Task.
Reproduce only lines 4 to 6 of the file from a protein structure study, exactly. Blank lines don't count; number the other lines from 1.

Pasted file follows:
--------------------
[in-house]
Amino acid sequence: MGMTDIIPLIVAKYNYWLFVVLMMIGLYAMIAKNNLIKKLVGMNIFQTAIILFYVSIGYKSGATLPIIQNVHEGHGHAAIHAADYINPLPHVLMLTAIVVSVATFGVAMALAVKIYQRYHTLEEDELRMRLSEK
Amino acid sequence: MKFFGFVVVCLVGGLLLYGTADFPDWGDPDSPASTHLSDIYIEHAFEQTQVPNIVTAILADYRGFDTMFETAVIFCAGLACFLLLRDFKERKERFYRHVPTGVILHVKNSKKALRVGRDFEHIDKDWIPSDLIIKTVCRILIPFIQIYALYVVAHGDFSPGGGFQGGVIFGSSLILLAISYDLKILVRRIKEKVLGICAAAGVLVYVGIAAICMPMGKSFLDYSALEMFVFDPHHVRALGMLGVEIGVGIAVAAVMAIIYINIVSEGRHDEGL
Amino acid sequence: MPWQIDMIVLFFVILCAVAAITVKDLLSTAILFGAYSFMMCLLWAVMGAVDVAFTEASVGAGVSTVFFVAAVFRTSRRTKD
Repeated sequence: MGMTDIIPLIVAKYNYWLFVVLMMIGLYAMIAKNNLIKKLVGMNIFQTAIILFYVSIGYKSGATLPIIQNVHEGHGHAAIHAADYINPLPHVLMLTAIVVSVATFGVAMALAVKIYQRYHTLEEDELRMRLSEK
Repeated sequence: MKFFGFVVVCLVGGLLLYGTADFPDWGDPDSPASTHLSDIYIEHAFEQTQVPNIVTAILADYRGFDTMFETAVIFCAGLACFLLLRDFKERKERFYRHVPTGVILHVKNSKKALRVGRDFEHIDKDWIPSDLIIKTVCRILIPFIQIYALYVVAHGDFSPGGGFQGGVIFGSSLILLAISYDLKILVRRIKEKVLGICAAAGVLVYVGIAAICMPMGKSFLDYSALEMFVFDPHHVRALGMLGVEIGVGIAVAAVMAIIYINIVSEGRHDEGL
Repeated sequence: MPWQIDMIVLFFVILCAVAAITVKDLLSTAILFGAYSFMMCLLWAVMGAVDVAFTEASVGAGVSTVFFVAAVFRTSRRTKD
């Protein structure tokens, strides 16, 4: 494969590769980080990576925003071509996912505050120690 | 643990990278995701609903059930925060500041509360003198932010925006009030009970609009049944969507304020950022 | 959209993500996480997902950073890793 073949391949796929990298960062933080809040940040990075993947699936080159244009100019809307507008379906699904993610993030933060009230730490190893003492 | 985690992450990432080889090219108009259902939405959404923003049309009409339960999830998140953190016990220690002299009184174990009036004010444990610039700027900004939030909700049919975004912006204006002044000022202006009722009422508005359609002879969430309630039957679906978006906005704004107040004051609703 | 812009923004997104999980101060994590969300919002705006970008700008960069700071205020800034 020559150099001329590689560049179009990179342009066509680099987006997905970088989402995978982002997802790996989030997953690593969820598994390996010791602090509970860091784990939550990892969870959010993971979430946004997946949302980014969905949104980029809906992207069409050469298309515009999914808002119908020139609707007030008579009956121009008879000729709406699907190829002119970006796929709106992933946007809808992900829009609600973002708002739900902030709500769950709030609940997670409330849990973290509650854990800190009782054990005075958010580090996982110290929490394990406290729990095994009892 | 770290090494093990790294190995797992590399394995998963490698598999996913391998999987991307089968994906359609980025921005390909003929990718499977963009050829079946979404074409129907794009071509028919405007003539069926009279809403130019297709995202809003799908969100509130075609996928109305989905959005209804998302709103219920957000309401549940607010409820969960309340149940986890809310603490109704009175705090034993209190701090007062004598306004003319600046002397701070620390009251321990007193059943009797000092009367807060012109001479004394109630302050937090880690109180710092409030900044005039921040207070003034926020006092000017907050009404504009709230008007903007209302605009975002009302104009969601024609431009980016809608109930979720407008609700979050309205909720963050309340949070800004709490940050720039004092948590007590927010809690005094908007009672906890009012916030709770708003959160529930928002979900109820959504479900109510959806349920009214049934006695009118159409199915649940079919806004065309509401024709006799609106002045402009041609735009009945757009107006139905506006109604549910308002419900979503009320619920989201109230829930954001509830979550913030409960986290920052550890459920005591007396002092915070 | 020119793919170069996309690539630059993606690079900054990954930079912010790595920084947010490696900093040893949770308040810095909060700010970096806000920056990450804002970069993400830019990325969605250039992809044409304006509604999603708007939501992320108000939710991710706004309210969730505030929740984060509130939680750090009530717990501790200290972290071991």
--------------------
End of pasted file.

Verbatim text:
Amino acid sequence: MPWQIDMIVLFFVILCAVAAITVKDLLSTAILFGAYSFMMCLLWAVMGAVDVAFTEASVGAGVSTVFFVAAVFRTSRRTKD
Repeated sequence: MGMTDIIPLIVAKYNYWLFVVLMMIGLYAMIAKNNLIKKLVGMNIFQTAIILFYVSIGYKSGATLPIIQNVHEGHGHAAIHAADYINPLPHVLMLTAIVVSVATFGVAMALAVKIYQRYHTLEEDELRMRLSEK
Repeated sequence: MKFFGFVVVCLVGGLLLYGTADFPDWGDPDSPASTHLSDIYIEHAFEQTQVPNIVTAILADYRGFDTMFETAVIFCAGLACFLLLRDFKERKERFYRHVPTGVILHVKNSKKALRVGRDFEHIDKDWIPSDLIIKTVCRILIPFIQIYALYVVAHGDFSPGGGFQGGVIFGSSLILLAISYDLKILVRRIKEKVLGICAAAGVLVYVGIAAICMPMGKSFLDYSALEMFVFDPHHVRALGMLGVEIGVGIAVAAVMAIIYINIVSEGRHDEGL